In Geoff Colvin’s book “Talent is Overrated”, a highly suggested read, his research and study of the worlds most outstanding Achievers in business, sport, art, music and professional careers uncovered on of the most outstanding findings, that I believe to be important for you.
His research proved that no matter what field you enter into that the secret to world class performance was the following summary:
10,000+ of accrued practice rehearsal and work
2-3 hours of daily practice and implementation over a period of generally 10 years
Consecutive, critical but positive feedback
These three elements account for the Tiger Woods, Eminem, Mirko Gozzoli, Bryan Watson, Slavik and etc of the world.
Instead of thinking these people are blessed it’s the specific practice and consistency over a period of years that creates it.
Recently I went to a seminar in California where I got to chat with one of the worlds top Broadway actors of our time, previously he was one of the worlds best athletes as an NFL player. He flew to Al Pacino’s house to ask him how to become a great actor, he spent the afternoon playing pool with him and he asked how many people approached him to find out this secret of becoming a great actor, he said he was the first!
Al Pacino’s advice was simple. He said you need to go to the following voice coach, speech coach, acting coach, movement coach and more then dedicate the next 15 years to perfecting those lessons through your work and you’ll become a great.
But there is something missing.
You could dance for 10 years and stay at the same level. In my studio I can see this when people come in and have had 20 years of experience dancing, and I have had half that yet my results are different.
It’s because of one important aspect…Your relationship to practice.
Every single person you see who is successful including academics, writers, musicians who are the best in their field have followed the 10,000 hour principle.
But the most important aspect was the mindset to that 10,000 hours not just getting the numbers ticked off.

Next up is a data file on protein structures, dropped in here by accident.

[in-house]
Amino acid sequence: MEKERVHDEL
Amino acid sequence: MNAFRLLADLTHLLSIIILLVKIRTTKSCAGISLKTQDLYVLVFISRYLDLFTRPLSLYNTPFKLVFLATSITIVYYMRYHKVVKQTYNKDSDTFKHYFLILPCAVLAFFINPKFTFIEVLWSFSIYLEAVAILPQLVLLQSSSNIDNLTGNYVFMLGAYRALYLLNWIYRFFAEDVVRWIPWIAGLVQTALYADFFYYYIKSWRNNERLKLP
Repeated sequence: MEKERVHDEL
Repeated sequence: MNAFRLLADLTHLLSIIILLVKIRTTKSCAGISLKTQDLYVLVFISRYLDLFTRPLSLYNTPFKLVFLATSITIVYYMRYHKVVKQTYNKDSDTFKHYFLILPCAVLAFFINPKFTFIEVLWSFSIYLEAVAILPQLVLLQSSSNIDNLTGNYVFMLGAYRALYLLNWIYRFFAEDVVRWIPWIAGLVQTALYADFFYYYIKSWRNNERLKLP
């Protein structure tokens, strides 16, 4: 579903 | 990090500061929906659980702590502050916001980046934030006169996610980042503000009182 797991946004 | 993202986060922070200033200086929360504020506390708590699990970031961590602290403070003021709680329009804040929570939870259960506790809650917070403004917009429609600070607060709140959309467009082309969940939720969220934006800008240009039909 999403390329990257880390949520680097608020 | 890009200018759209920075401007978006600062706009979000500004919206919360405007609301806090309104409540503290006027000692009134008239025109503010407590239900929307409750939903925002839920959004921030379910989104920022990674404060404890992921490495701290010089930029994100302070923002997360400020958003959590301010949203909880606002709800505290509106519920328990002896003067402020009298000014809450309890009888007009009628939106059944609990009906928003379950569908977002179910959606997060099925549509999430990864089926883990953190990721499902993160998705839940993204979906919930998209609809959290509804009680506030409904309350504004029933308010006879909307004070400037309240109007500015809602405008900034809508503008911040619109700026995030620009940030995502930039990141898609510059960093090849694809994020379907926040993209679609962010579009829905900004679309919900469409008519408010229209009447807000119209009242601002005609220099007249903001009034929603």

Isn’t that exciting to know that if you want to become an expert, world class or the top in your game that it has been figured out?
But you need to drill this into your mind….it’s your RELATIONSHIP to practice that counts.
What does that mean precisely?
Quite simply, you can’t be negative on yourself and you cannot do the same exact thing day in and day out and expect different results.
It’s true that pressure and expectations on yourself is important, but more importantly you need to keep your mindset focused on improvement, and each day you need to rise about 1-5% above your previous day of practice.
The other aspect of this is, you need a professional eye watching over you all the time.
You need that eye to provide you with the right type of feedback without being negative on you or overly critical. Criticism is great, you should embrace it. But a negative coach or teacher, you should fire immediately and find someone else.
The best coaches understand how to bring out the best and when to inject the right information. But they also know how to give it to you straight without just “feel good” anecdotes.
If you’ve been in dancing as a newbie or veteran there is a person you should Google, Bryan Watson a former multiple world champion Latin dancer.
I remember when he came to our studio in Australia and wen to dinner with my coach.he reported back to me that he began dancing at 5 and he had shredded through at least 4 copies of his technique books, as she said “his technique book was in tatters.”
Think about that. During his childhood, teenage years, young adult hood and adult hood he had not only been practicing, but researching, watching, learning, implementing, failing, and studying every day. So when he is remembered as a legend and you watch his beautiful dancing you can’t simply say he is lucky, blessed or a natural. He became a natural through years of work, and most importantly when no body was watching he was dancing.
So what is your relationship to practice?
Have you been too hard on yourself or not hard on yourself enough?
Are you too negative about your own dancing and stifling your growth because of it?
Do you have the right team?
One thing I can say is at least you have the opportunity to get some tools and resources here to help you become the best dancer you can be.
Because I firmly believe you can push through the barriers and self imposed limitations, but we all don’t have to become Bryan Watson’s, some of us are not here for that reason.
But you certainly can improve and become even better. The point is, I want you to hit your goals you set in the previous blog post.
So long as you understand what the deal is.
It will take you time, but if your smart about your practice, if your smart about the decisions you make you can short cut the learning curve and produce better results faster.
But nothing will take the place of smart-hard work and putting in the hours.
So I encourage you, go into your dancing this week like you have never done it before.
Recondition yourself for success, get the right attitude about you and enjoy the process, after all why else would you want to improve if the journey is dull, bland and negative.
In tomorrow’s blog I will share with you the ultimate way you can start using this information to start compounding your dance results.